9. Fajemisin J. M., Cook G. E., Okusanya F. and Shoyinka S. A. (1976) Maize streak epiphytotic in Nigeria. Plant Dis. Rept. 60, 443–447.Google Scholar
  10. Fajemisin J. M., Dabrowski Z. T., Efron Y. and Kim S. K. (1986) Weather factors associated with recurring maize streak epidemics. Presented at the World Meteorological Organization IITA Conference on Agrometeorology and Plant Protection in the Lowland Humid and Sub-humid Tropics, Cotonou, Benin Rep., July 7–11, 1986.Google Scholar
  11. Goodman R. M. (1981) Review article Geminiviruses. J. Gen. Virol. 54, 9–21.CrossRefGoogle Scholar
  12. Guthrie E. J. (1977) Virus diseases of maize in East Africa (Edited by Williams L. E., Gordon D. T. and Nault L. R.), pp. 62–68. Proc. International Maize Virus Disease Colloquium and Workshop. Aug. 16–19, 1976, Ohio Agric. Res. and Develop. Center, Wooster, Ohio 44691, USA, pp 145.Google Scholar
  13. Guthrie E. J. (1978) Measurement of yield losses caused by maize streak disease. Plant Disease Rept. 62, 839–841.Google Scholar
  14. International Institute of Tropical Agriculture (1975) Survey of disease and insect damage. Annual Report for 1975, 163–164. Ibadan, Nigeria.Google Scholar
  15. Lastra R. and Gil F. (1981) Ultrastructural host cell changes associated with tomato yellow mosaic Phytopath. 71, 524–528.CrossRefGoogle Scholar
  16. Okoth V. A. O., Dabrowski Z. T. and van Emden H. F. (1987) Comparative biology of some Cicadulina species and populations from various climatic zones in Nigeria. Bull ent. Res. 11, 1–8.CrossRefGoogle Scholar
  17. Rose D. J. W. (1974) The epidemiology of maize streak disease in relation to population density of Cicadulina spp. Ann. appl. Biol. 76, 199–207.CrossRefGoogle Scholar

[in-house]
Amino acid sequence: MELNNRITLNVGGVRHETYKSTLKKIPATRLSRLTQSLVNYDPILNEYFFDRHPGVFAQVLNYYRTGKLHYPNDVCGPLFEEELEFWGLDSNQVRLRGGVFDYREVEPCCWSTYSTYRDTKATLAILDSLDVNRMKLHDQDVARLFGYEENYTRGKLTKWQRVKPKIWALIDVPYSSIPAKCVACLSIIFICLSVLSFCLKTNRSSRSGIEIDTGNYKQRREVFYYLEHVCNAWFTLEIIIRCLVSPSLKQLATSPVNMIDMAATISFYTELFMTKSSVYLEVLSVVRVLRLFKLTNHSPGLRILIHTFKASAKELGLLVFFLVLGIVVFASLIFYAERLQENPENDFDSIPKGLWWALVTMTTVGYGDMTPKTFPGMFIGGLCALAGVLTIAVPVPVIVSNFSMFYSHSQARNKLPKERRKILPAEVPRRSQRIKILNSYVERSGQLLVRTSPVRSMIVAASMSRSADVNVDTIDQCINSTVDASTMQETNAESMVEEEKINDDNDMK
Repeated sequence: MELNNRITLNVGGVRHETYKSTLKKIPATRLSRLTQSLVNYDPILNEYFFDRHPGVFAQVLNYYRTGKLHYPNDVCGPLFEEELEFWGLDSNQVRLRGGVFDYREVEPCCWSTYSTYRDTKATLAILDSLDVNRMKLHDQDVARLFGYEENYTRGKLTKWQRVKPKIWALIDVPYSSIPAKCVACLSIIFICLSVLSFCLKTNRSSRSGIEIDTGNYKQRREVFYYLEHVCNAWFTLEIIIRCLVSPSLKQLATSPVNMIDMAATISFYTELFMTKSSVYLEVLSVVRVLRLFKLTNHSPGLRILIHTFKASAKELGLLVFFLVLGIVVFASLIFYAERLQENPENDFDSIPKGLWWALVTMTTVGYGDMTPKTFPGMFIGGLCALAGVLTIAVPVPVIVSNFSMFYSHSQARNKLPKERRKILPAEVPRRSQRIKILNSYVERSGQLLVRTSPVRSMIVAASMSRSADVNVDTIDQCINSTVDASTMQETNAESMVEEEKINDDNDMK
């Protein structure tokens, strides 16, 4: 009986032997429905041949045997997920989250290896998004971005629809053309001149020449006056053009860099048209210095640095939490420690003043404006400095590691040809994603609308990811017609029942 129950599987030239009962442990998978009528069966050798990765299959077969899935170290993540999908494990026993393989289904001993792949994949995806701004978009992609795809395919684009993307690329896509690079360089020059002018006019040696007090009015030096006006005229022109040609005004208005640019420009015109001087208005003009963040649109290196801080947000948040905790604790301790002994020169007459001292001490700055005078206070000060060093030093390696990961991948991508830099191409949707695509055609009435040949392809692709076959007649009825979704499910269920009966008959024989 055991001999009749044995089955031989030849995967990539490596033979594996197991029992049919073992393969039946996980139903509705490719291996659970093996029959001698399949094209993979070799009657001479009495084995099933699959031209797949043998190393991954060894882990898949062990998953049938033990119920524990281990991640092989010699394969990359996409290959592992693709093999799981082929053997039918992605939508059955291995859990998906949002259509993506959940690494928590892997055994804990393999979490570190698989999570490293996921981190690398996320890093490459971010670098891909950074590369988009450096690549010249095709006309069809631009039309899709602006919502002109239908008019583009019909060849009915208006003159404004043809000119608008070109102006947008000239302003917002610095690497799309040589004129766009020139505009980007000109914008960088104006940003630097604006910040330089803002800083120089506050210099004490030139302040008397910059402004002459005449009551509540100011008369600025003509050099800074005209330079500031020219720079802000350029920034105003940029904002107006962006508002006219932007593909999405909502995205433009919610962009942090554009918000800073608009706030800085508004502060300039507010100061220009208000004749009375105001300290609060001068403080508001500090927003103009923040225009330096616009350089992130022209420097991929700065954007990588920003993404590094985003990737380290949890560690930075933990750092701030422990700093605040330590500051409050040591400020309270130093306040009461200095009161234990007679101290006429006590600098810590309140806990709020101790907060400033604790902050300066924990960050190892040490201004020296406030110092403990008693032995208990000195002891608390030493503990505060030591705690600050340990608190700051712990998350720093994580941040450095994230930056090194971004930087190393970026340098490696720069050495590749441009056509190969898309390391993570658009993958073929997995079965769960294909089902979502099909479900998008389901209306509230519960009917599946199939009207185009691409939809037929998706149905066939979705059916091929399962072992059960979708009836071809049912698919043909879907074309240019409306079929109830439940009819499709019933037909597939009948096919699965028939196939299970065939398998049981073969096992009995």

18. Rose D. J. W. (1983) The distribution of various species of Cicadulina in different African countries, frequency of their attack and impact on crop production. (Edited by Knight W. J., Pant N. C. Robertson T. S. and Wilson M. R.), pp 297–304. Proc. Ist Int. Workshop on Biotaxonomy, Classification and Biology of Leafhoppers and Planthoppers (Auchenorrhyncha) of Economic Importance, London, 4–7. October, 1982. Commonw. Inst. Ent.Google Scholar
  19. Sequeira J. C. and Harrison B. D. (1982) Serological studies on cassava latent virus. Ann. Appl. Biol. 101, 33–42.CrossRefGoogle Scholar
  20. Soto P. E., Buddenhagen I. W. and Asnani V. L. (1982) Development of streak virusresistant maize populations through improved challenge and selection methods. Ann. appl. Biol. 100, 539–546.CrossRefGoogle Scholar
  21. Storey H. H. (1925) The transmission of streak disease of maize by the leafhopper Balclutha mkila Nande. Ann. app. Biol 12, 422–439.CrossRefGoogle Scholar
  22. Storey H. H. (1928) Transmission studies of maize streak virus disease. Ann. appl. Biol. 15, 1–25.CrossRefGoogle Scholar
  23. Storey H. H. (1938) Investigation of the mechanism of the transmission of plant viruses by insect vectors. 11. The part played by puncture in transmission. Proc. R. soc. Lond. ser. B. 125, 455–477.CrossRefGoogle Scholar
  24. Sylvester E. S. (1965) The latent period of pea enation mosaic virus in the pea aphid Acyrthosium pisum (Harris)—An approach to its estimation. Virology 25, 62–67.CrossRefGoogle Scholar
  25. Thottappilly G., Zagre Mbi B. and Rossel, H. W. (1986) Relationship between maize streak virus and leafhopper vector Cicadulina triangula. (in Press).Google Scholar
  26. Van Rensburg G. D. J. (1981) Effect of plant age at the time of infection with maize streak virus on yield of maize. Phytophylactica 13, 197–198.Google Scholar
  27. Van Rensburg G. D. J. (1982) Laboratory observations on the biology of Cicadulina mbila (Naudé) (Homoptera: Cicadellidae), a vector of maize streak disease. 2. The effect of selected host plants. Phytophylactica 14, 109–111.Google Scholar

Copyright information

© ICIPE 1987

Authors and Affiliations

  • V. A. O. Okoth
    • 1
  • Z. T. Dabrowski
    • 1
  • G. Thottappilly
    • 1
  • H. F. van Emden
    • 2
  1. 1.International Institute of Tropical Agriculture (IITA)IbadanNigeria
  2. 2.Department of Applied EntomologyUniversity of ReadingReadingUK

Personalised recommendations